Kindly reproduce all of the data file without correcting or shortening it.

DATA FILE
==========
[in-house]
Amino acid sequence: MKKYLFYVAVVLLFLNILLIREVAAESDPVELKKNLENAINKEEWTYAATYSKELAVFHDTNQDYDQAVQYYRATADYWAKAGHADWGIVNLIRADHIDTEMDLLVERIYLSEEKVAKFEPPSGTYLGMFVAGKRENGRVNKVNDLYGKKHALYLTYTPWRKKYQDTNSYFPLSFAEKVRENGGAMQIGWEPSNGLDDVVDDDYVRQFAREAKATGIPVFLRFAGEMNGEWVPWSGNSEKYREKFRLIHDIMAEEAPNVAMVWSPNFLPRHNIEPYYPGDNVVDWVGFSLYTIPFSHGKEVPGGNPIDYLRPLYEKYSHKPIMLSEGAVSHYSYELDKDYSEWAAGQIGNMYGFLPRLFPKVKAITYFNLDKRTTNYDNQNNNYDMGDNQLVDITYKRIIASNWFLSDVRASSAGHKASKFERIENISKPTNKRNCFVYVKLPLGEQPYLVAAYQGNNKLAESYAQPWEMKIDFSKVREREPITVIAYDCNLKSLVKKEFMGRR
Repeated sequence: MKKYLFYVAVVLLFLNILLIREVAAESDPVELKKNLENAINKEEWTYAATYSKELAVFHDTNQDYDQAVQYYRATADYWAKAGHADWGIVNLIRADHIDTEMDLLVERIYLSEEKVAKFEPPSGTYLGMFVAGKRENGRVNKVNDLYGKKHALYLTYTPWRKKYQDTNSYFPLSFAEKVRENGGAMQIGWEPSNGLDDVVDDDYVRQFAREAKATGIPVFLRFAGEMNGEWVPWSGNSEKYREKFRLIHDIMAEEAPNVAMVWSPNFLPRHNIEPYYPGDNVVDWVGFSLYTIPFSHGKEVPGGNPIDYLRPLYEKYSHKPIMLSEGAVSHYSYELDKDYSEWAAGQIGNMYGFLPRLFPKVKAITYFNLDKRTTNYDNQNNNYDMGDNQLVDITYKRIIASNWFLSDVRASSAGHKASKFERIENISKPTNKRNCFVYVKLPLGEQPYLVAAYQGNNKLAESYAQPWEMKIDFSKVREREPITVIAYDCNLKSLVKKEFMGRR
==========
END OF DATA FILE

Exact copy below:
[in-house]
Amino acid sequence: MKKYLFYVAVVLLFLNILLIREVAAESDPVELKKNLENAINKEEWTYAATYSKELAVFHDTNQDYDQAVQYYRATADYWAKAGHADWGIVNLIRADHIDTEMDLLVERIYLSEEKVAKFEPPSGTYLGMFVAGKRENGRVNKVNDLYGKKHALYLTYTPWRKKYQDTNSYFPLSFAEKVRENGGAMQIGWEPSNGLDDVVDDDYVRQFAREAKATGIPVFLRFAGEMNGEWVPWSGNSEKYREKFRLIHDIMAEEAPNVAMVWSPNFLPRHNIEPYYPGDNVVDWVGFSLYTIPFSHGKEVPGGNPIDYLRPLYEKYSHKPIMLSEGAVSHYSYELDKDYSEWAAGQIGNMYGFLPRLFPKVKAITYFNLDKRTTNYDNQNNNYDMGDNQLVDITYKRIIASNWFLSDVRASSAGHKASKFERIENISKPTNKRNCFVYVKLPLGEQPYLVAAYQGNNKLAESYAQPWEMKIDFSKVREREPITVIAYDCNLKSLVKKEFMGRR
Repeated sequence: MKKYLFYVAVVLLFLNILLIREVAAESDPVELKKNLENAINKEEWTYAATYSKELAVFHDTNQDYDQAVQYYRATADYWAKAGHADWGIVNLIRADHIDTEMDLLVERIYLSEEKVAKFEPPSGTYLGMFVAGKRENGRVNKVNDLYGKKHALYLTYTPWRKKYQDTNSYFPLSFAEKVRENGGAMQIGWEPSNGLDDVVDDDYVRQFAREAKATGIPVFLRFAGEMNGEWVPWSGNSEKYREKFRLIHDIMAEEAPNVAMVWSPNFLPRHNIEPYYPGDNVVDWVGFSLYTIPFSHGKEVPGGNPIDYLRPLYEKYSHKPIMLSEGAVSHYSYELDKDYSEWAAGQIGNMYGFLPRLFPKVKAITYFNLDKRTTNYDNQNNNYDMGDNQLVDITYKRIIASNWFLSDVRASSAGHKASKFERIENISKPTNKRNCFVYVKLPLGEQPYLVAAYQGNNKLAESYAQPWEMKIDFSKVREREPITVIAYDCNLKSLVKKEFMGRR